Men's Health Week aims at raising awareness on men not taking their health seriously

GRAND ISLAND, Neb. (KSNB) - Men are often less likely to visit a doctor or to take their healthcare seriously. The week before father's day is known as Men's Health Week and aims to raise awareness on the issue.

Men's Health Week encourages men to visit doctors and take their health more seriously. (Credit: Alicia Naspretto, KSNB)

Studies show men are 30% less likely to take their physical health seriously and often go multiple years between doctor visits.

"Often times you don't see a man for many years," Heartland Health Center's Dr. Brandon Jahnke told Local4 News. "He comes in sometimes for the first visit 40, 50, even 60 hasn't been seen for several years. Then there's some specific health concern now that's pretty more dramatic than it would've been even a couple of years ago."

Doctors say this is not good because if it's something serious it can be too late to help. Early detection is always best when it comes to things like cancer and heart disease.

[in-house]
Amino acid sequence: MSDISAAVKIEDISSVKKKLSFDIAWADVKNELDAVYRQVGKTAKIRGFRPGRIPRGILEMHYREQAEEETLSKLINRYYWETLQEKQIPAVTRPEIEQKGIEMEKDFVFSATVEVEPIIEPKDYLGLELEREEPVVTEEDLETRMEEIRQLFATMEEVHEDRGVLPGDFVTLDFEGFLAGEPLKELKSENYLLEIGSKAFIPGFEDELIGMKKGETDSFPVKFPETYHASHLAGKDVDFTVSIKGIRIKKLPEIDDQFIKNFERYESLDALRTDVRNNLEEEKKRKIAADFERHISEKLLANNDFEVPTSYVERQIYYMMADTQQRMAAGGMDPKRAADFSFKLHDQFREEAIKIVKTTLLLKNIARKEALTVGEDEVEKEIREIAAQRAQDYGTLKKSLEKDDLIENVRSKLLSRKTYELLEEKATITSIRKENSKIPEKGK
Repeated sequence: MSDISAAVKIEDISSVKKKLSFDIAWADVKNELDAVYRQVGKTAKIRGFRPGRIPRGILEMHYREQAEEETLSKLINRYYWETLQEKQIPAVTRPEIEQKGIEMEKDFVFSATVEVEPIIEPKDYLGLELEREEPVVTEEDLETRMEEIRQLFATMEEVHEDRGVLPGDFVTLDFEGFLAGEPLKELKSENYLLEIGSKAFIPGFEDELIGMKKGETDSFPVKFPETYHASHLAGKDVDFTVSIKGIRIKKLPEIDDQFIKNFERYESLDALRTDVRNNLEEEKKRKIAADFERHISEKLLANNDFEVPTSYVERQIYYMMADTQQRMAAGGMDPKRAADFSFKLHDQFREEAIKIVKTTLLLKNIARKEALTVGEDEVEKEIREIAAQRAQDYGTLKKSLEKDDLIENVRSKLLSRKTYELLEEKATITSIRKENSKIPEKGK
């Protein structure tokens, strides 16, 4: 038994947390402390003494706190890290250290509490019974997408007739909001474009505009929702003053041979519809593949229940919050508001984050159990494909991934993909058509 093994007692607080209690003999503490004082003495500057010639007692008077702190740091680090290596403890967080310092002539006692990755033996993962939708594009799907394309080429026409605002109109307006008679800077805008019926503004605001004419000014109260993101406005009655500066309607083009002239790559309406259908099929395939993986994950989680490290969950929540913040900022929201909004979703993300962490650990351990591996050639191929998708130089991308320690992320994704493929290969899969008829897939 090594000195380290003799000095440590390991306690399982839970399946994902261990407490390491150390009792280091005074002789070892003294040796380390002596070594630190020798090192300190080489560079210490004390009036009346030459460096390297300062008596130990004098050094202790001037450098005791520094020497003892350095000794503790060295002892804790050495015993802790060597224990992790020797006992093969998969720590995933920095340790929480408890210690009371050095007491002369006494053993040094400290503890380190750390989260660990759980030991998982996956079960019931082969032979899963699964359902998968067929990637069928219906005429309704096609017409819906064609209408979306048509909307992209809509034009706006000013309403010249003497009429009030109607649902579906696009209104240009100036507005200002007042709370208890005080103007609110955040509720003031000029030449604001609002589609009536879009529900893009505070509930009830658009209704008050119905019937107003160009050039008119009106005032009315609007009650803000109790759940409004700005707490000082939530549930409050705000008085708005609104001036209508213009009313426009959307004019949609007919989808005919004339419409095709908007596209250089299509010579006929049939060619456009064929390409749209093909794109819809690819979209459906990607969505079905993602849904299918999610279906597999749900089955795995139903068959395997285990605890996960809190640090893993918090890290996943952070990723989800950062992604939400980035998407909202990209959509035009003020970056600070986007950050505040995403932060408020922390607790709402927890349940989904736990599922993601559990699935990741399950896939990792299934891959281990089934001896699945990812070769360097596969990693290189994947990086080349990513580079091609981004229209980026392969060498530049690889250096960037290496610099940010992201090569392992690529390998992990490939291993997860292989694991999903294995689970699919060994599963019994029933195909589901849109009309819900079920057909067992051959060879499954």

"It's a little bit like taking care of your vehicles. You're going to want to do your preventative maintenance, get your oil changed and make sure the tire pressure is correct - those types of things," Nurse Practitioner Monica Schmucker said. "I think we all understand that's so we're going to make sure to keep our vehicle working properly and prevent much more expensive problems down the road. It's kind of the same thing."

On average men live five years shorter than women. The doctors say that could be different if they were checked regularly. Men are also less likely to take their mental health seriously and are at a higher risk of suicide because of it.

Doctors say women encouraging men to get help can even save their lives.